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Microbes are eating BP oil without using up oxygen
Question of the Day
WASHINGTON (AP) - Government scientists studying the BP disaster are reporting the best possible outcome: Microbes are consuming the oil in the Gulf without depleting the oxygen in the water and creating “dead zones” where fish cannot survive.
Outside scientists said this so far vindicates the difficult and much-debated decision by BP and the government to use massive amounts of chemical dispersants deep underwater to break up the oil before it reached the surface.
Oxygen levels in some places where the BP oil spilled are down by 20 percent, but that is not nearly low enough to create dead zones, according to the 95-page report released Tuesday.
In an unusual move, BP released 771,000 gallons of chemical dispersant about a mile deep, right at the spewing wellhead instead of on the surface, to break down the oil into tiny droplets.
The idea was to make it easier for oil-eating microbes to do their job. But the risk was that the microbes would use up the oxygen in the water. So BP had to perform a delicate balancing act.
One reason that oxygen levels didn’t drop too low was the natural mixing of water in the Gulf, which kept bringing in oxygen from other areas, Murawski said. Oxygen levels would have had to fall by three-quarters for the water to be classified as a dead zone, he said.
The Gulf of Mexico already has a yearly major problem with a natural dead zone _ this year, it is the size of Massachusetts _ because of farm runoff coming down the Mississippi River. Fertilizer in the runoff stimulates the runaway growth of algae, depleting the oxygen in a giant patch of the Gulf every summer.
Federal officials had been tracking oxygen levels and use of dispersants since the spill, which spewed more than 200 million gallons of oil into the Gulf between April and July. Had the oxygen plummeted near dangerous levels, the dispersant use would have been stopped, said Greg Wilson, science adviser at the Environmental Protection Agency’s emergency management office.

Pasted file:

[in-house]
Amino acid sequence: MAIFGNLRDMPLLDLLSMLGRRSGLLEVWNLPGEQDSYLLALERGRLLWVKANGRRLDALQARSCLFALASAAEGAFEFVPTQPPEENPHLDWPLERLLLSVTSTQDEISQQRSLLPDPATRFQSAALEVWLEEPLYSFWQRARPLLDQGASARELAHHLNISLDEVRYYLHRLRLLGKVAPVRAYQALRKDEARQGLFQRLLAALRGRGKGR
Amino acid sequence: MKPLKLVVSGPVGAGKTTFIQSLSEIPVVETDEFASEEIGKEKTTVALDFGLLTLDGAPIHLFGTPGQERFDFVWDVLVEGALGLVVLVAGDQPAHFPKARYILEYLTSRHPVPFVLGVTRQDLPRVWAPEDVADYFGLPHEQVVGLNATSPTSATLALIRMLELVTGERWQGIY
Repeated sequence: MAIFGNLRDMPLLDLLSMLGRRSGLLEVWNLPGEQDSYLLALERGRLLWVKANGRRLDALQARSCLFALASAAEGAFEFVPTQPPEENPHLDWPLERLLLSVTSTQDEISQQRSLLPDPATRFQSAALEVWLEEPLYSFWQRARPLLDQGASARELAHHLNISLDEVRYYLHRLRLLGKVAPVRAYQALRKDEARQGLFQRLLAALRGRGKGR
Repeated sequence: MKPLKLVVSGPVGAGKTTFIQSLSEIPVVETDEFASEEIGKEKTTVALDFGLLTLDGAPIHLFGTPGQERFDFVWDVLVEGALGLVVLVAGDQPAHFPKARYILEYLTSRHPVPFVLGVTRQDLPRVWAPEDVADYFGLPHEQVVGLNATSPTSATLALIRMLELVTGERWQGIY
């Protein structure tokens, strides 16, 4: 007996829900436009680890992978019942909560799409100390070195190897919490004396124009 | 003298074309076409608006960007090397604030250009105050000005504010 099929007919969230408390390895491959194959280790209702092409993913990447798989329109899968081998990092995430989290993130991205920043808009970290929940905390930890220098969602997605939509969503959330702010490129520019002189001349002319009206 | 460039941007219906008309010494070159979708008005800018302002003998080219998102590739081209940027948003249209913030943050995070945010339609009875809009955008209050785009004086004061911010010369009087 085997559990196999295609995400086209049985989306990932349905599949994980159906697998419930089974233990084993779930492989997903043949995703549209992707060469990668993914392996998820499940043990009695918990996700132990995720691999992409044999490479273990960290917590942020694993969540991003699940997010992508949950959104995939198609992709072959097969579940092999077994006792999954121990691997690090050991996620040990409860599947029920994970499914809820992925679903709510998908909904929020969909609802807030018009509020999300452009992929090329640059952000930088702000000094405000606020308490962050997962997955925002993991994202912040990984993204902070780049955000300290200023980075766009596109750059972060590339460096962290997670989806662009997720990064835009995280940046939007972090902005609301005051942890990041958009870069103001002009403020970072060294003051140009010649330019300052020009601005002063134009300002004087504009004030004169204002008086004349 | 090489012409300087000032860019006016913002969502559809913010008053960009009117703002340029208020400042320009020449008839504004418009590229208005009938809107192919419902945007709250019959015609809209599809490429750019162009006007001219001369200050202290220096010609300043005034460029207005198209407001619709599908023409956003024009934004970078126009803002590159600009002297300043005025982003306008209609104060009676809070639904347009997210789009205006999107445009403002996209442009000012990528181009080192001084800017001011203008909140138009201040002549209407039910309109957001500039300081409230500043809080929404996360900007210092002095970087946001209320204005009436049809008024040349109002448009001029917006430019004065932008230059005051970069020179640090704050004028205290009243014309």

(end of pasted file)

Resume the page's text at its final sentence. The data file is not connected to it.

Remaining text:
The use of dispersants has been a source of fierce debate because it involves an environmental trade-off: protecting the shoreline from oil at the risk of causing unknown problems in the deep. While dispersants make it easier for bacteria to degrade the oil, they tend to hide oil below the surface. There have also been concerns about the chemicals’ toxicity and the long-term effects on marine life.
In May, the federal government convened about 50 scientists for advice on whether to continue using the dispersants. Though the researchers were divided before the meeting, they unanimously recommended continuing with the chemicals, said University of California Davis oil spill scientist Ron Tjeerdema.
“The best of two options _ neither of which were great _ was to continue dispersing,” Tjeerdema said.
Louisiana State University researcher Ed Overton, who also was part of that meeting, said he feels vindicated. “Right now it looks like an incredibly good idea,” he said. “It was a risky but necessary application. Damage was going to be done somewhere.”
But Overton said it may be years before scientists know if there is long-term damage from the dispersants.
Last month, after federal officials said much of the oil had dissolved, dispersed or evaporated, outside researchers were skeptical. Two new studies called that into question, finding that invisible underwater plumes of oil remained deep underwater.
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